By Andy Mannix
By Caleb Hannan
By Olivia LaVecchia
By CP Staff
By Aaron Rupar
By Jacob Wheeler
By Olivia LaVecchia
By Aaron Rupar
In the weeks since Katrina and Rita devastated the Gulf Coast, there has been no shortage of stories on the myriad miseries they wrought. Most coverage has focused on the human carnage or the economic toll. And, in a nation where a lot of people feel more connected to their pets than their neighbors, there has also been an abundance of ink spilled on the suffering of all the dogs and cats left marooned.
But despite the wall-to-wall coverage, some questions remain largely unexamined. For instance: What will Katrina's effects be on Minnesota wildlife? At first blush, the matter may seem picayune. But among bird lovers, hunters, and natural resource managers, there is growing concern that the havoc wreaked by the storms could spell trouble for some of the many Minnesota bird species that winter in Louisiana.
Take the case of the lesser scaup, known more commonly in the Midwest as the bluebill. For generations, the graceful, fast-flying birds have been a favorite target of Minnesota duck hunters. But in recent years, bluebills have suffered a worrisome and largely unexplained decline in population, as have many other Minnesota duck species. In the last year alone, according to DNR counts, the number of breeding ducks in Minnesota declined by about 30 percent.
The bluebills' troubles may well worsen in the coming months. Many of the birds spend their winters at Lake Pontchartrain, where they feed on clams and other bivalves. Such organisms tend to accumulate toxins, which means the bluebills might be poisoned if they feed in the now badly degraded Pontchartrain. According to some estimates, the Katrina oil spill is roughly two-thirds the size of the spill from the Exxon Valdez, a disaster whose environmental repercussions lingered for more than 15 years after the event. To make matters worse, many experts think it will be more difficult to clean the fouled marshlands and bayous of Louisiana than the rocky, relatively well-defined shorelines of Alaska.
"Ducks are used to changes in their environment. But I don't know if they've seen anything quite like Katrina," says Steve Cordts, a waterfowl specialist with the Minnesota Department of Natural Resources. "So it's hard to say what impacts it will have on fitness of birds or overall survival. I don't think the information exists on the extent of the damage." Right now, he notes, wildlife managers are scrambling for money to monitor the water quality and ready themselves for the winter bird counts.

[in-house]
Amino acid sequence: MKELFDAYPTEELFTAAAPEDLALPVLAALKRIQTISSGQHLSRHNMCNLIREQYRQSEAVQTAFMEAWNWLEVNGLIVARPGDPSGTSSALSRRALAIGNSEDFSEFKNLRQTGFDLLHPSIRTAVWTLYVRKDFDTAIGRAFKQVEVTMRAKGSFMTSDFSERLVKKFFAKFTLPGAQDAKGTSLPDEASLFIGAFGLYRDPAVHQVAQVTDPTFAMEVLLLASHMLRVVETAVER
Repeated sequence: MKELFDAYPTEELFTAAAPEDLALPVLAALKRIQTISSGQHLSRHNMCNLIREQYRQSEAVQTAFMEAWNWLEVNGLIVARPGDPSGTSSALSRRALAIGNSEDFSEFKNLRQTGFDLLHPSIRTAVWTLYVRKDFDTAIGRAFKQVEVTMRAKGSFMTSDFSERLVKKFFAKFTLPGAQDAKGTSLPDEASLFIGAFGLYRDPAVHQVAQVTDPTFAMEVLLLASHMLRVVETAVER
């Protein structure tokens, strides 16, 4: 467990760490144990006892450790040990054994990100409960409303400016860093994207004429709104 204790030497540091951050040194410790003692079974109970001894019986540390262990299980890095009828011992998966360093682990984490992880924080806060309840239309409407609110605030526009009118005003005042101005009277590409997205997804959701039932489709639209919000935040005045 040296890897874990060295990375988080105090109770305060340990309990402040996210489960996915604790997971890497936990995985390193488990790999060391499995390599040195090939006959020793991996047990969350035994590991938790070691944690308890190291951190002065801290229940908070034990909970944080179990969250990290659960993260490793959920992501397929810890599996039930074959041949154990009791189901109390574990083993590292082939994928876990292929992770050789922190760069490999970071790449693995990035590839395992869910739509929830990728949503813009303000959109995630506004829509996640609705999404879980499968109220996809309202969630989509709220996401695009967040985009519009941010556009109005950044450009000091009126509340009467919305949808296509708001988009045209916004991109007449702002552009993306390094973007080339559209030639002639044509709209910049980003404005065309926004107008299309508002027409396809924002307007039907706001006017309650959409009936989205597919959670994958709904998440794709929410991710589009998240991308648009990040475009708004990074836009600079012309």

Aside from the issue of pollution, scientists are worried about large-scale loss of coastal habitat. Not only did the storm surge simply wipe out a lot of coastal marshes--which were disappearing at the rate of 25 square miles per year before Katrina--it also forced highly saline ocean water into freshwater marshes. Consequently a lot of freshwater plant species are likely to die off, resulting in significant changes to the habitat. That's significant because freshwater marshes tend to have much more varied plant communities than saltwater marshes and hence promote greater diversity in animal life.
"Everyone says it's nature, it's a natural occurrence, it will come back. And that's true. But it might take an incredibly long time," notes Tom MacKenzie, an employee with the U.S. Fish and Wildlife Service who spent the past month touring and photographing wildlife areas damaged by the storms. "On the positive side, we're hoping this provides increased attention to protecting our coasts. Why don't we come up with a buffer zone that has swamps and bayous? The more wetlands you've got, the more hurricane protection you've got."
Carrol Henderson, a nongame wildlife specialist with the Minnesota DNR, says he is uncertain how Katrina will affect other migratory species from Minnesota. "This is a real interesting and challenging question. When you look at aerial photos of former shallow marshland on the coast, it appears that lots of those areas are gone," Henderson notes. For birds that rely on wet, swampy soil and shallow water habitat--including common Minnesota nesters like herons, egrets, wood ducks, pied-billed grebes, and woodcocks, as well as relatively rare species such as the American bittern--the loss of such shallows will leave the birds with two options: starve or move. Meanwhile, many tree-nesting species familiar to Minnesota birders--warblers and other songbirds--will find the hurricane-ravaged forests of Louisiana suddenly much less suited to their needs.
Tom Moorman, a director of conservation planning with the group Ducks Unlimited, figures most migratory birds will simply fly on if they discover their wintering grounds degraded. But there could be some exceptions, especially for philopatric birds--the species that habitually return to the same summering and wintering grounds. Some of the philopatric species affected by Katrina (such as Canada geese and canvasback ducks) have relatively robust populations. Fortunately, Moorman notes, the hurricanes narrowly missed the wintering grounds of much more vulnerable philopatric species, such as the whooping crane.
In the end, Moorman is relatively optimistic about the overall chances for waterfowl, especially the Minnesota migrants. "Most birds are pretty good at finding new areas, so I would not anticipate survival rates that will be dramatically lower," he says. "It's probably not something that you will notice on a continental scale. There will be a significant reduction in the number of birds that winter in coastal Louisiana." And, he notes, waterfowl migrating to Louisiana will have one advantage this fall: While the Fish and Wildlife Service has chosen not to reduce bag limits in response to the storm, there will probably be a lot fewer hunters in the swamps and bayous.